Conservative mayoral selection contests have rarely run smoothly, but this year really takes the biscuit. It’s been an embarrassment from start to finish. For a year now the Tories have been searching vainly for a high profile candidate who was equipped to take on Sadiq Khan next May. They even approached me to run on three separate occasions. I mean, how desperate can you get, given the fact I don’t even live in London?
Today they’ve ended up selecting former London Assembly Tory group leader Susan Hall, in preference to the maverick newcomer Moz Hossain, who was unknown even to Tory insiders before appearing on the scene a few weeks ago.
As someone steeped in Tory politics, I have to admit that until a few weeks ago, I had never heard of him. Nor had anyone else, for that matter. On the face of it, he was a dream candidate. He’s an immigration success story. He came to this country at the age of 21 not speaking a word of English. He is now a King’s Counsel. For that he has my total respect.
But just what had he done to merit selection as the Conservative candidate for London mayor? He has no track record in the voluntary party, so far as I can see. To say his knowledge of policy is shaky would be kind. He makes a virtue out of being a new broom, but can’t answer a straight question, as he proved so memorably in interviews with Camilla Tominey on GB News, and at a hustings with me on LBC last week. Embarrassing doesn’t cover it. Yet it is he who had clearly been unofficially backed by the central party machine all the way through. He had certainly got financial backing, and is a protégé of Tory donor Nick Candy. He had support staff running out of his ears, having seemingly inherited the campaign team which worked for Shaun Bailey last time around.
It ought to be an embarrassment for the Tories that in a year when, if they fight the right campaign, they could topple Sadiq Khan by making the election a referendum on ULEZ they have ended up having to choose between two candidates who can’t properly articulate the arguments against it, as they proved to memorably on my LBC show last week.
It was the only media debate the two of them agreed to do, and It was pretty unedifying. Susan Hall didn’t have to try too hard to prevail, given the hyped up antics of the man who many listeners dubbed ‘Mad Moz’ having listened to his deranged non answers and rantings about building 700,000 new houses without any idea of the cost or where they could be built. Susan Hall came across as the voice of sweet reason, even if she too was a little shaky on policy detail at times.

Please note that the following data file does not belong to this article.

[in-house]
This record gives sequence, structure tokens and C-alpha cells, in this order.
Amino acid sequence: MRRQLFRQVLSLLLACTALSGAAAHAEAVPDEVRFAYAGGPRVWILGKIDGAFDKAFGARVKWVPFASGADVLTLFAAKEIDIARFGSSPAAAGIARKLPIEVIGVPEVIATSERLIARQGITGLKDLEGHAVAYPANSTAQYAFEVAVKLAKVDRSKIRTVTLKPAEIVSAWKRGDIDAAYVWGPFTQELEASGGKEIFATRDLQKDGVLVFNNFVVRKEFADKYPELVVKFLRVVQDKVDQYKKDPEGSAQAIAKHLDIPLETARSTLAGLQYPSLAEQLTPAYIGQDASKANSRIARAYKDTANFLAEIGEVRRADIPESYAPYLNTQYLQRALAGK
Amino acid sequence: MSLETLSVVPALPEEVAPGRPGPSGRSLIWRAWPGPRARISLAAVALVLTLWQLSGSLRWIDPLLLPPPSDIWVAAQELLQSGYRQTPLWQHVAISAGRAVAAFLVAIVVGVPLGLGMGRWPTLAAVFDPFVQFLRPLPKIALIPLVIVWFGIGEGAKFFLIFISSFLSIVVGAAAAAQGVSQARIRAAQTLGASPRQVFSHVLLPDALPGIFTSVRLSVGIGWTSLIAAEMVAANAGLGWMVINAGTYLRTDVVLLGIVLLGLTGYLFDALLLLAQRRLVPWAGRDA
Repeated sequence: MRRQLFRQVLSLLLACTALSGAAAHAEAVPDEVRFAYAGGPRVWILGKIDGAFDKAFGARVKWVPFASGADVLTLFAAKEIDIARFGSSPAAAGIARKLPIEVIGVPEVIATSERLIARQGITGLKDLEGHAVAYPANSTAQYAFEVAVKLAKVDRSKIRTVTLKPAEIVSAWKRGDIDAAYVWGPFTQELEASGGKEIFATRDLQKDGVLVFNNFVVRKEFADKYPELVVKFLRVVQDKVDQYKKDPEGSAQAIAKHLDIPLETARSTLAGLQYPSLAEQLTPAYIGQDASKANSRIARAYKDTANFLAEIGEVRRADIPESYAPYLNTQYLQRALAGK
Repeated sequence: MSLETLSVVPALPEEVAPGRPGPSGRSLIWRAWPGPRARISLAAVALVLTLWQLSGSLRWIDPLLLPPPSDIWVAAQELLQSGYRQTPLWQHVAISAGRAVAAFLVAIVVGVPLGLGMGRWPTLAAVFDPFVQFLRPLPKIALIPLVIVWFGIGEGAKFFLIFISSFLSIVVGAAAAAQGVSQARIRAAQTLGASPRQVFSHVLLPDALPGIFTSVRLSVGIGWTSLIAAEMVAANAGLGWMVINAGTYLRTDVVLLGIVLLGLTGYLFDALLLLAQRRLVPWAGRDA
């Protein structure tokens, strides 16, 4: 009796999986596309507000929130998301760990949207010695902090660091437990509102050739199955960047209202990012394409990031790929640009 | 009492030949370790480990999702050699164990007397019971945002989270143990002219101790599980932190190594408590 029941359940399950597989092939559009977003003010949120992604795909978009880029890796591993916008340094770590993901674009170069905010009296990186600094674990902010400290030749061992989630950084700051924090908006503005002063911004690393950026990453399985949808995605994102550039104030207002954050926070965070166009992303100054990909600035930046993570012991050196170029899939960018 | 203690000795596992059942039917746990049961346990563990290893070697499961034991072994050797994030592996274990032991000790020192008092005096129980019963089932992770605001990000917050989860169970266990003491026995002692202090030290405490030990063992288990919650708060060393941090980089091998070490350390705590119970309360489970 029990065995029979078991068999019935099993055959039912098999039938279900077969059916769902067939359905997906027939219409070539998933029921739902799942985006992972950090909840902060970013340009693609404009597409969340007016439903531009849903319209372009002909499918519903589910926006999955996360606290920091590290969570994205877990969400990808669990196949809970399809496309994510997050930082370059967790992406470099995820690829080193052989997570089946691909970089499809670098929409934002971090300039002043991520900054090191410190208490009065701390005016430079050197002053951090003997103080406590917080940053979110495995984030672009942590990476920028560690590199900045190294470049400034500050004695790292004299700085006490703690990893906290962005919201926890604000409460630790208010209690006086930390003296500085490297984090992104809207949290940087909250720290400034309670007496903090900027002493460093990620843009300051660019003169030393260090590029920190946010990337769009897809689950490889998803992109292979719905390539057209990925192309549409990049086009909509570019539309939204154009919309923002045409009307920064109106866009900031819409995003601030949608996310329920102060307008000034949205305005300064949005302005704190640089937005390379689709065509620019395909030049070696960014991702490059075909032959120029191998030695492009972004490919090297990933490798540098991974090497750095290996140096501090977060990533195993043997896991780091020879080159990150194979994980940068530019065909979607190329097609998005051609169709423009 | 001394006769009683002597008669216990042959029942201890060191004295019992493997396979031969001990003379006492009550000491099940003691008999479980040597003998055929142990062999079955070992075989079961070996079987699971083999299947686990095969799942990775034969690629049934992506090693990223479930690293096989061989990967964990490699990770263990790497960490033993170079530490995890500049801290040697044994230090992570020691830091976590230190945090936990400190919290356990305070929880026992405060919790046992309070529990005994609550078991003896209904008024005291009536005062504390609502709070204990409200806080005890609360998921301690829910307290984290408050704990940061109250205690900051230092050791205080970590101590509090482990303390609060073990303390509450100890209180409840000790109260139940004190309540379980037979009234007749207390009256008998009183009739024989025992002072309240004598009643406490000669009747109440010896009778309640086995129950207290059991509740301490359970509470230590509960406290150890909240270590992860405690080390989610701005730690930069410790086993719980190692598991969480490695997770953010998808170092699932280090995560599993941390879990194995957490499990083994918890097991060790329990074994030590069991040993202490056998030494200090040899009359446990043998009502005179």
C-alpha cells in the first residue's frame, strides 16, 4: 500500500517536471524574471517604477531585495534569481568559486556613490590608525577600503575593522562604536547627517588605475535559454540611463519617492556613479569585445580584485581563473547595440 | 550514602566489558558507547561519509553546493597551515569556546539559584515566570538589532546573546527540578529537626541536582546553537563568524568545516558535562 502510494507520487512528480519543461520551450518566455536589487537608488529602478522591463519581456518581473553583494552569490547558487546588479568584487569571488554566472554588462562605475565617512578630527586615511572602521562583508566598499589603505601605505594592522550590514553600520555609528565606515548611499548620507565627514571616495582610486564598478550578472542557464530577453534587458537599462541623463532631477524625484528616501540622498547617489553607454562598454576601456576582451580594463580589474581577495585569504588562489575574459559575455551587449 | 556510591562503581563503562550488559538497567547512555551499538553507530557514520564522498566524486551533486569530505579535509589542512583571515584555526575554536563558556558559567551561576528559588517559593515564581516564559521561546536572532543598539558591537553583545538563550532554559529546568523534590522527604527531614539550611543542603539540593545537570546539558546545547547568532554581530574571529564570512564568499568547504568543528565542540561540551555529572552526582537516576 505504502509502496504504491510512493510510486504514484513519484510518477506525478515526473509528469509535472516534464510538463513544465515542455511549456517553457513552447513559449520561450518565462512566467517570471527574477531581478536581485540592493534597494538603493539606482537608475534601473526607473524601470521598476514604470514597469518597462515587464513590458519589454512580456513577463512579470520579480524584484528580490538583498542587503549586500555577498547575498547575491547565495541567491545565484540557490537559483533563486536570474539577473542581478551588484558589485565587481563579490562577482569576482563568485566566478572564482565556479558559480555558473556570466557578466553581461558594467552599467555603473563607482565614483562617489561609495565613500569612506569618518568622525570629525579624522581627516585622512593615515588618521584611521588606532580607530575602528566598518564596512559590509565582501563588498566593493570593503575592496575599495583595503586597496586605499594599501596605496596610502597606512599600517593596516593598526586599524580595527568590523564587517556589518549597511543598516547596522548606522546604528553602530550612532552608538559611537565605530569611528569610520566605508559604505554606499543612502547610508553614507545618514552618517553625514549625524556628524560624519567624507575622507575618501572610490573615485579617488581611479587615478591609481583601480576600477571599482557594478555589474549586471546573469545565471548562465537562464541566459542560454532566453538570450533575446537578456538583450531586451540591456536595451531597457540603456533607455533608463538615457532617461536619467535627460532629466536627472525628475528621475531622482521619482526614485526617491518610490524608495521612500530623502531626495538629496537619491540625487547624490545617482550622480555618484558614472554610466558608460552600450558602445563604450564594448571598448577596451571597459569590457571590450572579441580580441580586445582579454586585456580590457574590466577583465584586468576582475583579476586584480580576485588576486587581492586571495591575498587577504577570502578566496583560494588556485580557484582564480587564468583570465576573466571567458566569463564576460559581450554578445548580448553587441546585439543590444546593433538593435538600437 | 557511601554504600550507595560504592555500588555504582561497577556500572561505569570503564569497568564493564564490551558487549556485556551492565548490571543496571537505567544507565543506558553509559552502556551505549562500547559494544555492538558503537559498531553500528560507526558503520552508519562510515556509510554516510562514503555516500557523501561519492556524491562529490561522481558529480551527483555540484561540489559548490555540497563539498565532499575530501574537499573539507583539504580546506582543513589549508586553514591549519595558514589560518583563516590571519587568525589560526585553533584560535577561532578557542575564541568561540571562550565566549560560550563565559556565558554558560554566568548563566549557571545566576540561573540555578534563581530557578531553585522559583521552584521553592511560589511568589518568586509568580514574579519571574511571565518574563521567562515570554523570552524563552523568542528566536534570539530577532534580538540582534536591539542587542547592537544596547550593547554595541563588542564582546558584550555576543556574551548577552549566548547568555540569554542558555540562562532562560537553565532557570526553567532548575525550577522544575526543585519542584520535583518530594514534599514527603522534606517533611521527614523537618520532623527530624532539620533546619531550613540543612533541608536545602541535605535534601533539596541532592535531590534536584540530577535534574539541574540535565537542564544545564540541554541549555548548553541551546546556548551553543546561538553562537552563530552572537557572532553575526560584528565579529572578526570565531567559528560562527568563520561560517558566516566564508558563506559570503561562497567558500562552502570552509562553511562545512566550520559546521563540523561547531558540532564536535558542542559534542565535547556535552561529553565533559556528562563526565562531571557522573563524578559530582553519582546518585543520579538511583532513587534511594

Moz Hossain undoubtedly needs some media training, which should include breathing exercises to calm him down. He has no idea how to behave in front of a microphone. He’s so hyped up and excitable it’s off-putting for the viewer or listener. Sadiq Khan would have gobbled him up before he knew what had hit him. You can’t win an election by bluster alone.
But why did the Tory establishment clearly row in behind Hossain, given his inexperience and unpredictability. He had big financial backing, whereas Susan Hall has none. She doesn’t even have an office or the money for campaign materials. Something very odd has gone on, given Hossain made the final two, and far better qualified candidates like the Minister for London, Paul Scully, didn’t. The sad truth is that when Daniel Korski dropped out of the race, Tory chairman Greg Hands should have halted the whole thing and ordered a rerun in the autumn. It may prove to be a costly error of judgement.
To win a London mayoral election you need to need several attributes. You need the support of your central party. Ideally you are likeable. You need to know how to generate headlines but in a good way. You need a positive policy platform. You need to know how to fight your opponent. You need a strong team around you.
Susan Hall is likeable and knows how to goad Sadiq Khan, as she have proved over the years at the mayoral question time in City Hall. Does she have a developed policy platform beyond the slogan ‘Safer with Susan’? She knows how to generate headlines but not always in a good way, as her sometime misjudged tweets prove. Will she get any support from Tory HQ or just be hung out to dry? Can she build a strong team around her? We are about to find out.
A shorter version of this article appeared in the London Evening Standard.